Łukasz Jaremko

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Prion diseases are fatal neurodegenerative disorders caused by an aberrant accumulation of the misfolded cellular prion protein (PrP(C)) conformer, denoted as infectious scrapie isoform or PrP(Sc). In inherited human prion diseases, mutations in the open reading frame of the PrP gene (PRNP) are hypothesized to favor spontaneous generation of PrP(Sc) in(More)
Parvulins are a group of peptidyl-prolyl isomerases (PPIases) responsible for important biological processes in all kingdoms of life. The PinA protein from the psychrophilic archaeon Cenarchaeum symbiosum is a parvulin-like PPIase. Due to its striking similarity to the human parvulins Pin1 and Par14, PinA constitutes an interesting subject for structural(More)
Protein folding and unfolding are crucial for a range of biological phenomena and human diseases. Defining the structural properties of the involved transient species is therefore of prime interest. Using a combination of cold denaturation with NMR spectroscopy, we reveal detailed insight into the unfolding of the homodimeric repressor protein CylR2. Seven(More)
Microtubules are regulated by microtubule-associated proteins. However, little is known about the structure of microtubule-associated proteins in complex with microtubules. Herein we show that the microtubule-associated protein Tau, which is intrinsically disordered in solution, locally folds into a stable structure upon binding to microtubules. While Tau(More)
Self-assembly is a widely studied, spontaneous, and reversible phenomenon leading to the formation of the ordered structures by non-covalent specific interactions among starting molecules. In this work, a new template for the self-assembly of polypeptides based on peptides containing the C-terminal histidinehydroxamic acid moiety and Cu(2+) ions is(More)
(15) N spin-relaxation rates are demonstrated to provide critical information about the long-range structure and internal motions of membrane proteins. Combined with an improved calculation method, the relaxation-rate-derived structure of the 283-residue human voltage-dependent anion channel revealed an anisotropically shaped barrel with a rigidly attached(More)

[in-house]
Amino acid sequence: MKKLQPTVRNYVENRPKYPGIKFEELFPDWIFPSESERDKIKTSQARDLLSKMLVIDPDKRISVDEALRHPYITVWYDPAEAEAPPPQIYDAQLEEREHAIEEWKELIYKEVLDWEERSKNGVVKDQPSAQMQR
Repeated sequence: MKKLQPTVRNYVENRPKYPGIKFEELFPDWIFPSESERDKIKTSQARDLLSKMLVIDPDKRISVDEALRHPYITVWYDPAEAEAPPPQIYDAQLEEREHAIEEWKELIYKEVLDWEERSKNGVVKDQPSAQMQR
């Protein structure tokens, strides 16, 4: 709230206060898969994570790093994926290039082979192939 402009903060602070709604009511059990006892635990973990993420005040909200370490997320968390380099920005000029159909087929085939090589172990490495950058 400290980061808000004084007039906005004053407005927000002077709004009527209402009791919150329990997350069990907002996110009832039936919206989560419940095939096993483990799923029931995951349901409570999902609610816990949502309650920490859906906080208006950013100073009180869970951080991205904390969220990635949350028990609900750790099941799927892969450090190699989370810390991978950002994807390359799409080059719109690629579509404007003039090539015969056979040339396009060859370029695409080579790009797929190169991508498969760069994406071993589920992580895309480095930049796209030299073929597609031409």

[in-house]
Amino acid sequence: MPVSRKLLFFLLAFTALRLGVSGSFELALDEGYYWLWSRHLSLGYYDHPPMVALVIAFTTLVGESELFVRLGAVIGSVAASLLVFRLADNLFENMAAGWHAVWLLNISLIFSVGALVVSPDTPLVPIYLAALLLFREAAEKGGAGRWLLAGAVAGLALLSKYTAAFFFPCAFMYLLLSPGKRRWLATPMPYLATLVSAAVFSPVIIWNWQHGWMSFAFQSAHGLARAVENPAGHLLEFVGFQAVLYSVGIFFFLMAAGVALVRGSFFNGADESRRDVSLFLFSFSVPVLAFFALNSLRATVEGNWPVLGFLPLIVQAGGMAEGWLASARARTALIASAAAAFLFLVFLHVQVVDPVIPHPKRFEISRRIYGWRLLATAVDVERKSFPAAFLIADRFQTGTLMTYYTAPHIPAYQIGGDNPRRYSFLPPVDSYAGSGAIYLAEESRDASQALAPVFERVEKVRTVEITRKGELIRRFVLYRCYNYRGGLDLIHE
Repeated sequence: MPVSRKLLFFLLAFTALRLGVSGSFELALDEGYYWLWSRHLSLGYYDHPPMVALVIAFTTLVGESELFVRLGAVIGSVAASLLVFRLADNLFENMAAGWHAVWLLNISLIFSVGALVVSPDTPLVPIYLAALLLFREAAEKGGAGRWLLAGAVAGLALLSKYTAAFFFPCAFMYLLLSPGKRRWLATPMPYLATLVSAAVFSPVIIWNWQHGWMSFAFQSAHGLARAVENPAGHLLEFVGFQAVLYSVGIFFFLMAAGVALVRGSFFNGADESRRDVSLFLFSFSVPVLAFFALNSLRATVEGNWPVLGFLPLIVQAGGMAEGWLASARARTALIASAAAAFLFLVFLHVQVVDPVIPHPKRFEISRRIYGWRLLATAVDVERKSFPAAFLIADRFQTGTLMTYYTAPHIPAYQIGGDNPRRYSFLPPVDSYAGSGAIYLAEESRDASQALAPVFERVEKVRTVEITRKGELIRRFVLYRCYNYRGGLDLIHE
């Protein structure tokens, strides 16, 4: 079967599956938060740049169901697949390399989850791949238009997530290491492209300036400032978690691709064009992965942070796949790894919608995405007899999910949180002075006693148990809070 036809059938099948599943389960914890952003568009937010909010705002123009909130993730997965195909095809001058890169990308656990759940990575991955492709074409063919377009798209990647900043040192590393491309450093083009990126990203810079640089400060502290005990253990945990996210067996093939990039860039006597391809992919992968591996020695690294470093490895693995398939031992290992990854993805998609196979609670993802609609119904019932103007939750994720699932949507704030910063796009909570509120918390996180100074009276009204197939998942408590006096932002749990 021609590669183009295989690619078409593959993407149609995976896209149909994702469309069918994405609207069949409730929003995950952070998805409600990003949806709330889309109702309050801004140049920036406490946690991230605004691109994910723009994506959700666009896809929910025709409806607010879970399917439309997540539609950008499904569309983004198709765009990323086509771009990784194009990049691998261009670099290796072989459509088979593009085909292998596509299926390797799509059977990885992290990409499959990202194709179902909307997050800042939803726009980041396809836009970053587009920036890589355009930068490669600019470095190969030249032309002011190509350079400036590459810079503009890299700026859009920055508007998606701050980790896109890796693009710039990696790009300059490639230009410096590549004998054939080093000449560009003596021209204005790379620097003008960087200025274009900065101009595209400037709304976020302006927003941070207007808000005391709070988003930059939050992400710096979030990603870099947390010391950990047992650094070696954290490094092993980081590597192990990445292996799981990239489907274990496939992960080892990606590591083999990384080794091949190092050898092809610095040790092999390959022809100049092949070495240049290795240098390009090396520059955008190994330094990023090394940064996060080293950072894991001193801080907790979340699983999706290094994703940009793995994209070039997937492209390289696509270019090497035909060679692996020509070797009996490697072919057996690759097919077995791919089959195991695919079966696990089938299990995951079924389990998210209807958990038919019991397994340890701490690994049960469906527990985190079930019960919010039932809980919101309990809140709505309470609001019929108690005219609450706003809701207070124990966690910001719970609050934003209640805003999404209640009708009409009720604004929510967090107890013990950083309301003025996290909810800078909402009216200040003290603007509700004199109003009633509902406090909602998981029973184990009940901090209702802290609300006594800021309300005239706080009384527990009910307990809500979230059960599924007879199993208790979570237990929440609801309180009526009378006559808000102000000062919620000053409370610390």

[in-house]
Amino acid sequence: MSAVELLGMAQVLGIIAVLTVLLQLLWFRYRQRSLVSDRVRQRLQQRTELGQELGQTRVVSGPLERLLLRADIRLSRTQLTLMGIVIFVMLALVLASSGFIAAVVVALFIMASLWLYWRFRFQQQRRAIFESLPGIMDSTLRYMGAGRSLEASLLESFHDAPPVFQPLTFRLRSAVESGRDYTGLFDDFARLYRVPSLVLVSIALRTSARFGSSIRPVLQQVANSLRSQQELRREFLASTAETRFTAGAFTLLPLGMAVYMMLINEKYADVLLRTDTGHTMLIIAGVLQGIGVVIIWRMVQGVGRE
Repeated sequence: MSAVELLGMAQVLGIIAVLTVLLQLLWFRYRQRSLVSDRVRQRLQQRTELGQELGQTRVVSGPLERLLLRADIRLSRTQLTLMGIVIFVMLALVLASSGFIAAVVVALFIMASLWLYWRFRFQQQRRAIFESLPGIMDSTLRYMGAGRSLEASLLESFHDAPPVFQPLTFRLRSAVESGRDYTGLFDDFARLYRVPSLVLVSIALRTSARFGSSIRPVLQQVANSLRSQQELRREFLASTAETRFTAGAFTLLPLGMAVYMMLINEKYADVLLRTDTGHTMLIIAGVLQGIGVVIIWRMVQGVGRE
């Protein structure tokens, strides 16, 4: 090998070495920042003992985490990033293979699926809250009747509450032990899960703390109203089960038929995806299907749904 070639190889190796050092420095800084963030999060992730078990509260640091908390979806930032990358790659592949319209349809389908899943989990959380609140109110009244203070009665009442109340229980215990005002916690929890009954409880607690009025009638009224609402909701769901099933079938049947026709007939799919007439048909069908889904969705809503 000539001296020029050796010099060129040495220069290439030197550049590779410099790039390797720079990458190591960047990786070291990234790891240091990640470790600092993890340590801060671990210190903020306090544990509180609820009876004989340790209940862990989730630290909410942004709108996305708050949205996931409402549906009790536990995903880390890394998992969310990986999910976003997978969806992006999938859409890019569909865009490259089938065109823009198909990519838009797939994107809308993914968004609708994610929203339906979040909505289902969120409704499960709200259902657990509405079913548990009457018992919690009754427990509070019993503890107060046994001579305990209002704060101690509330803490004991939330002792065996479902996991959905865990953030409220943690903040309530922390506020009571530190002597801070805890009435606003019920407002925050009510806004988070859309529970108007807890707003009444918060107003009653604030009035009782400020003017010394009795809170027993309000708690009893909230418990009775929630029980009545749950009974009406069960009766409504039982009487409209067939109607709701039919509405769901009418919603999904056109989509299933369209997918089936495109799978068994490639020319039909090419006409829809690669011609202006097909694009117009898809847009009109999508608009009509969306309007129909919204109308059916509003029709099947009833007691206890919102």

1-[(4-Methylphenyl)oxy]pyrrolidine-2,5-dione and 1-[(4-methylphenyl)oxy]piperidine-2,6-dione react in a Lossen-type reaction with primary alcohols in the presence of triethylamine to furnish corresponding N α-urethane-protected β-alanine and γ-aminopropionic acid (GABA), respectively, with excellent yields and purities, in an essentially “one-pot” procedure.
Keywords: membrane proteins; dynamic structure To understand the molecules we not only need to see how they look like, i.e. to determine their high-resolution static structures, we also need to know and understand how they move, we need to study their motions. In the course of our recent studies we have established an NMR spectroscopy-based approach to(More)
Cholesterol is an important regulator of membrane protein function. However, the exact mechanisms involved in this process are still not fully understood. Here we study how the tertiary and quaternary structure of the mitochondrial translocator protein TSPO, which binds cholesterol with nanomolar affinity, is affected by this sterol. Residue-specific(More)
BMI1 is a core component of the polycomb repressive complex 1 (PRC1) and emerging data support a role of BMI1 in cancer. The central domain of BMI1 is involved in protein-protein interactions and is essential for its oncogenic activity. Here, we present the structure of BMI1 bound to the polyhomeotic protein PHC2 illustrating that the central domain of BMI1(More)